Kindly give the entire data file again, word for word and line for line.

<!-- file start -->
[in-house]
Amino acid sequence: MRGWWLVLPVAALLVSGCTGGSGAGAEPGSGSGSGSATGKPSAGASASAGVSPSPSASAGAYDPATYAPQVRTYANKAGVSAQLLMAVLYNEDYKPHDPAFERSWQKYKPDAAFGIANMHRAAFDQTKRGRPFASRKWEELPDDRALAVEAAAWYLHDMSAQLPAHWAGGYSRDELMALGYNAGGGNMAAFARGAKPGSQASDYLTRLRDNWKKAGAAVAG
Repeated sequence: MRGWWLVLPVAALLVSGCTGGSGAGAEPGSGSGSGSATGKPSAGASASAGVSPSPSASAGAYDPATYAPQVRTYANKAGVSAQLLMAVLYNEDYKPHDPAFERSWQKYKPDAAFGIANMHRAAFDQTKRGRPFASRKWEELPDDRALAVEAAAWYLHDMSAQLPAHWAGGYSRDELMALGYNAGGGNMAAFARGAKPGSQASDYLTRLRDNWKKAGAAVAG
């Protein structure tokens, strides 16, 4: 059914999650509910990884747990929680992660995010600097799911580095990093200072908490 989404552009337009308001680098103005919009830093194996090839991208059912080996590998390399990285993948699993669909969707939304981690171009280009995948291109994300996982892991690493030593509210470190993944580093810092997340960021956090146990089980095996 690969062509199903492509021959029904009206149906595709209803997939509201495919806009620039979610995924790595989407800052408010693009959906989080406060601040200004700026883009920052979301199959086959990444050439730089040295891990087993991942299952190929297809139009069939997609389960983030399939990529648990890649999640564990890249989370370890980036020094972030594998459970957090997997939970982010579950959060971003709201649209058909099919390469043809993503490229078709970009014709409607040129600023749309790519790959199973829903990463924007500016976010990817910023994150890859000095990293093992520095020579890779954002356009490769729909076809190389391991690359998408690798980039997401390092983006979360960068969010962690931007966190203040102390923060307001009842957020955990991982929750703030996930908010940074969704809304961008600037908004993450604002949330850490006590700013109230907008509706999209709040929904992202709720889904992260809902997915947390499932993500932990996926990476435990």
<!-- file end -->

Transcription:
[in-house]
Amino acid sequence: MRGWWLVLPVAALLVSGCTGGSGAGAEPGSGSGSGSATGKPSAGASASAGVSPSPSASAGAYDPATYAPQVRTYANKAGVSAQLLMAVLYNEDYKPHDPAFERSWQKYKPDAAFGIANMHRAAFDQTKRGRPFASRKWEELPDDRALAVEAAAWYLHDMSAQLPAHWAGGYSRDELMALGYNAGGGNMAAFARGAKPGSQASDYLTRLRDNWKKAGAAVAG
Repeated sequence: MRGWWLVLPVAALLVSGCTGGSGAGAEPGSGSGSGSATGKPSAGASASAGVSPSPSASAGAYDPATYAPQVRTYANKAGVSAQLLMAVLYNEDYKPHDPAFERSWQKYKPDAAFGIANMHRAAFDQTKRGRPFASRKWEELPDDRALAVEAAAWYLHDMSAQLPAHWAGGYSRDELMALGYNAGGGNMAAFARGAKPGSQASDYLTRLRDNWKKAGAAVAG
């Protein structure tokens, strides 16, 4: 059914999650509910990884747990929680992660995010600097799911580095990093200072908490 989404552009337009308001680098103005919009830093194996090839991208059912080996590998390399990285993948699993669909969707939304981690171009280009995948291109994300996982892991690493030593509210470190993944580093810092997340960021956090146990089980095996 690969062509199903492509021959029904009206149906595709209803997939509201495919806009620039979610995924790595989407800052408010693009959906989080406060601040200004700026883009920052979301199959086959990444050439730089040295891990087993991942299952190929297809139009069939997609389960983030399939990529648990890649999640564990890249989370370890980036020094972030594998459970957090997997939970982010579950959060971003709201649209058909099919390469043809993503490229078709970009014709409607040129600023749309790519790959199973829903990463924007500016976010990817910023994150890859000095990293093992520095020579890779954002356009490769729909076809190389391991690359998408690798980039997401390092983006979360960068969010962690931007966190203040102390923060307001009842957020955990991982929750703030996930908010940074969704809304961008600037908004993450604002949330850490006590700013109230907008509706999209709040929904992202709720889904992260809902997915947390499932993500932990996926990476435990």